And so, how did I find myself defending a little girl's right to be a basketball star in one of our YRE classrooms? First, I think it's the age. In the early grades of elementary school kids are solidifying the gender stereotypes they started noticing as preschoolers. They like to label things and they like things to be black and white. Unless we tell them otherwise, and often, they will mimic what they see in our culture (the unspoken, subconscious stuff I was talking just talking about). Male athletes are idolized, females are often novel. Boys aren't cheerleaders, that's for girls. And it's true, as a woman basketball player you have much less of a chance of being on television than a man.


Second, I think in our haste to teach our children that they do not have to conform to the stereotypes of their assigned gender, we leave out the importance of supporting other's choices. I believe if I were to take a poll of families at MVUUF, I would find that almost everyone supports the idea that boys can play with dolls and girls can be firefighters. And I'm willing to bet that every parent of a girl has had numerous conversations with her about how she can do anything, play with anything, be anything, regardless of what other kids say. And I'll also bet that if it's come up, the parents of boys have told them the same thing with regards to things that are normally associated  with femininity (and I do recognize that this is a trickier conversation, especially for those sharing parenting responsibilities with someone who may not agree). But, at this young age, how well are we doing at setting up our children to be allies and advocates for each other? Because supporting a classmate's decision to play with legos instead of dolls or wear pink because it's one of his favorite colors, or dream of being a professional women's basketball player is exactly what being an ally in first grade looks like.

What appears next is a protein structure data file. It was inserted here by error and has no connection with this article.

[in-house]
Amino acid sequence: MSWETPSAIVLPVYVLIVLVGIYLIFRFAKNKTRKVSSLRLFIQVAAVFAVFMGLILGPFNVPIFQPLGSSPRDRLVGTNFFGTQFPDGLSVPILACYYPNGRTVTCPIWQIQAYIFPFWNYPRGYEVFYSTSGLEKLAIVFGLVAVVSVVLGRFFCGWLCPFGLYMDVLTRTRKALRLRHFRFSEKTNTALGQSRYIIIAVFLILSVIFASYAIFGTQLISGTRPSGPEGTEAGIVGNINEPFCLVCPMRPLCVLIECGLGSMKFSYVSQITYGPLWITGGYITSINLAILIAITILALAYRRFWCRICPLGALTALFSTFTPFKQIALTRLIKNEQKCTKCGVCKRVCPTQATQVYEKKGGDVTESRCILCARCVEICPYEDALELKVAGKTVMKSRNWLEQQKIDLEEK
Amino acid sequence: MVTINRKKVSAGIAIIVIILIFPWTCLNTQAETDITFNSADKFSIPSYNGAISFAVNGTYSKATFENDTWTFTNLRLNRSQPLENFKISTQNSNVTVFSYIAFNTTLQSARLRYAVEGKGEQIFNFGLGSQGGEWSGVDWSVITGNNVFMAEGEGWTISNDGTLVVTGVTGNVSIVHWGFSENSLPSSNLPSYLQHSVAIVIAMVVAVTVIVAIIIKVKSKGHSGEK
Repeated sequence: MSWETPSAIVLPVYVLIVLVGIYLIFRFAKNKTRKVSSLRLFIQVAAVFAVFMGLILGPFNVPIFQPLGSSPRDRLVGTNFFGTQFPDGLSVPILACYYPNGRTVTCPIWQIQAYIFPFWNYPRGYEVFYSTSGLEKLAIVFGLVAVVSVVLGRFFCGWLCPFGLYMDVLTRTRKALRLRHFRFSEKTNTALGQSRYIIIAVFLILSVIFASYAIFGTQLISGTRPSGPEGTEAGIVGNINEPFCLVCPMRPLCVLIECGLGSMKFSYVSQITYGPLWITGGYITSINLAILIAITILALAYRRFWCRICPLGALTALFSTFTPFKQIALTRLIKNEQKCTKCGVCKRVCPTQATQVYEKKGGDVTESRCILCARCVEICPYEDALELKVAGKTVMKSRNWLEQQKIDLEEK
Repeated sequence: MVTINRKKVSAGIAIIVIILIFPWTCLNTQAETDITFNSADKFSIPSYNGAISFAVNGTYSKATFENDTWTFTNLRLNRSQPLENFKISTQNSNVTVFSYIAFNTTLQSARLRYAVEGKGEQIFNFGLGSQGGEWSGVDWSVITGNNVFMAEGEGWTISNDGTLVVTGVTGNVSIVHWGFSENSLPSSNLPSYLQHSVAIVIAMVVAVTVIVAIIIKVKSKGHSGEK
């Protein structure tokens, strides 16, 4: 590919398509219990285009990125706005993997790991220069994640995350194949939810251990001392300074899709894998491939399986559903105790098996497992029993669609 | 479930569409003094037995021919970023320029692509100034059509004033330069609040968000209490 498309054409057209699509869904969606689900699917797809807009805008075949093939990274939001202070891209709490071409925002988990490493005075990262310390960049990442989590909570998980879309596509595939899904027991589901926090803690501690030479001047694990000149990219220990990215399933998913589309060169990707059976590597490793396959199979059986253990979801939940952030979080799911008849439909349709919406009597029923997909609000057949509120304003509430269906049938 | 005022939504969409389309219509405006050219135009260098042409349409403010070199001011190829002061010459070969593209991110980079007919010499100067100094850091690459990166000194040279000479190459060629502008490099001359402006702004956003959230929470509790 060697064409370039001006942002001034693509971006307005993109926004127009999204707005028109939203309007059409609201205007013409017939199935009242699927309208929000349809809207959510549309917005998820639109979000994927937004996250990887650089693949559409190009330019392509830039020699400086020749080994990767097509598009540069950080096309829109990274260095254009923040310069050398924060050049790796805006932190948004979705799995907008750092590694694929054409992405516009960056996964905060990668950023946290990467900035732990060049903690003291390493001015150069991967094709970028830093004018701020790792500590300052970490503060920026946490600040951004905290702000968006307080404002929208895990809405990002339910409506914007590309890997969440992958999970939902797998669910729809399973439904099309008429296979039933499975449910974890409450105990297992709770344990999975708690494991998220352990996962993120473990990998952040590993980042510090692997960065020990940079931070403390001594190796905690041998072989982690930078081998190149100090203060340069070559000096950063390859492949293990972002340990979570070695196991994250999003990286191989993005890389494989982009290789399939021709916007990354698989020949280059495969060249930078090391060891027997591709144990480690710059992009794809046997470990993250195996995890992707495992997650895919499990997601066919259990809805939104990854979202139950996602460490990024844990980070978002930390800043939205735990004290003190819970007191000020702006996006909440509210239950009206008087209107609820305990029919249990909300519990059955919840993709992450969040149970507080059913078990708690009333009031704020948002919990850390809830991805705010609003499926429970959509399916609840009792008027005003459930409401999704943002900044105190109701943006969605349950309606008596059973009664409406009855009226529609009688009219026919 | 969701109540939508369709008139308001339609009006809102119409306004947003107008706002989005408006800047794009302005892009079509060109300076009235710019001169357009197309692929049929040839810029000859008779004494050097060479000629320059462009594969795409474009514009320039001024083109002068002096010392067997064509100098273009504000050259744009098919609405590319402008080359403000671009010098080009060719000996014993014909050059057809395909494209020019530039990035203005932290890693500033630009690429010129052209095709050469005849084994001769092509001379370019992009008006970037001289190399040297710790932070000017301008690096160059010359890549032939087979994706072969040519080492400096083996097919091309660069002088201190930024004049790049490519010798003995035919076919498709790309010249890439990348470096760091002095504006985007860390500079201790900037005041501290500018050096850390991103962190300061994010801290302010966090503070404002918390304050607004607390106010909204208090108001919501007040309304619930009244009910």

They hear us talk about Standing On The Side Of Love, equal rights and being allies, but those all sound like things big people do and do in big ways. So, in addition to encouraging our children to explore ideas and behaviors that may lie outside of dominant gender stereotypes and to feel good about the decisions they make, I hope we can talk more broadly about tolerance and how to be better allies. Then how proud will they be when we point out they are being good allies the next time they encourage a little girl who dreams of being a basketball player?

 ---Shannon Harper, Director of Religious Education




A big HELLO from your Congregational Coordinator, Kate Jacobs! You may know me from my introduction back in the fall, from chatting with me on Sundays, or interacting with me elsewhere, such as the Beloved Community Facebook page. I understand, however, that not everyone is clear about my role at MVUUF, so I would love to clarify.